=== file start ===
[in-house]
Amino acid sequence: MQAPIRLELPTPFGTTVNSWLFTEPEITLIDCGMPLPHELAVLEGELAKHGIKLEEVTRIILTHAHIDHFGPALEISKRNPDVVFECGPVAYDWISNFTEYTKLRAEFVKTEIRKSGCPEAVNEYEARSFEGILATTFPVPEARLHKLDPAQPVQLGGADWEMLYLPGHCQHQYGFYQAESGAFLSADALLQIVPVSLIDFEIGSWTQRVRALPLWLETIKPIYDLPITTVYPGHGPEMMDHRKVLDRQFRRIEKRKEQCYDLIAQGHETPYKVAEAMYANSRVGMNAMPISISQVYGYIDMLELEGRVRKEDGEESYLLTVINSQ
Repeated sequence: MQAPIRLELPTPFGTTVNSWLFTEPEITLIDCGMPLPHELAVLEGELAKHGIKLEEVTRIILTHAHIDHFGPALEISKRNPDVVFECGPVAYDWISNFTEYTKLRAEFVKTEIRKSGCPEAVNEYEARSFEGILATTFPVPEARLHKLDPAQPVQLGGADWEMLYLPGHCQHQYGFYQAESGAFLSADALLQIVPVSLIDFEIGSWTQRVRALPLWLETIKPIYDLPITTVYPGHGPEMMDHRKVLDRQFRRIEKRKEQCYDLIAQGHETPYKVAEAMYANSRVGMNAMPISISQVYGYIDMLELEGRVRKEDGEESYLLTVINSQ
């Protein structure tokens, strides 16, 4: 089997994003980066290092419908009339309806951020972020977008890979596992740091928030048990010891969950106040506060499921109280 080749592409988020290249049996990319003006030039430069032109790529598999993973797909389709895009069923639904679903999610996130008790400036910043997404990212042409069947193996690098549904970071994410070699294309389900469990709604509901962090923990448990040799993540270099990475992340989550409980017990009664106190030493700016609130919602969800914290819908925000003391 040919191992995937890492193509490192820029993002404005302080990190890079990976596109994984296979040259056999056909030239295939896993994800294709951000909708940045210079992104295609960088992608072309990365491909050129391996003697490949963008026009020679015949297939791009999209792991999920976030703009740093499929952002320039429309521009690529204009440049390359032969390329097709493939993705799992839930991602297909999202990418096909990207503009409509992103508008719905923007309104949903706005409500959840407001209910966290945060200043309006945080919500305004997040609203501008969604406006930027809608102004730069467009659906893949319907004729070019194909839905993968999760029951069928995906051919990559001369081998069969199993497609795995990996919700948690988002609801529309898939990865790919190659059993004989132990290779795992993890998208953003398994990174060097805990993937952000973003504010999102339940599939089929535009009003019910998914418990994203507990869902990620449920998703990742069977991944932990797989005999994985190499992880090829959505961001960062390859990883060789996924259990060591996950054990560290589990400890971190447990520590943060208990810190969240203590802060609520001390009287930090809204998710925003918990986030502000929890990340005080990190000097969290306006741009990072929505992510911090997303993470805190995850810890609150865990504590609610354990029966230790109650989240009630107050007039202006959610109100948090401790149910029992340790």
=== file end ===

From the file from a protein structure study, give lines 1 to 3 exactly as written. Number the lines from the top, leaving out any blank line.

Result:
[in-house]
Amino acid sequence: MQAPIRLELPTPFGTTVNSWLFTEPEITLIDCGMPLPHELAVLEGELAKHGIKLEEVTRIILTHAHIDHFGPALEISKRNPDVVFECGPVAYDWISNFTEYTKLRAEFVKTEIRKSGCPEAVNEYEARSFEGILATTFPVPEARLHKLDPAQPVQLGGADWEMLYLPGHCQHQYGFYQAESGAFLSADALLQIVPVSLIDFEIGSWTQRVRALPLWLETIKPIYDLPITTVYPGHGPEMMDHRKVLDRQFRRIEKRKEQCYDLIAQGHETPYKVAEAMYANSRVGMNAMPISISQVYGYIDMLELEGRVRKEDGEESYLLTVINSQ
Repeated sequence: MQAPIRLELPTPFGTTVNSWLFTEPEITLIDCGMPLPHELAVLEGELAKHGIKLEEVTRIILTHAHIDHFGPALEISKRNPDVVFECGPVAYDWISNFTEYTKLRAEFVKTEIRKSGCPEAVNEYEARSFEGILATTFPVPEARLHKLDPAQPVQLGGADWEMLYLPGHCQHQYGFYQAESGAFLSADALLQIVPVSLIDFEIGSWTQRVRALPLWLETIKPIYDLPITTVYPGHGPEMMDHRKVLDRQFRRIEKRKEQCYDLIAQGHETPYKVAEAMYANSRVGMNAMPISISQVYGYIDMLELEGRVRKEDGEESYLLTVINSQ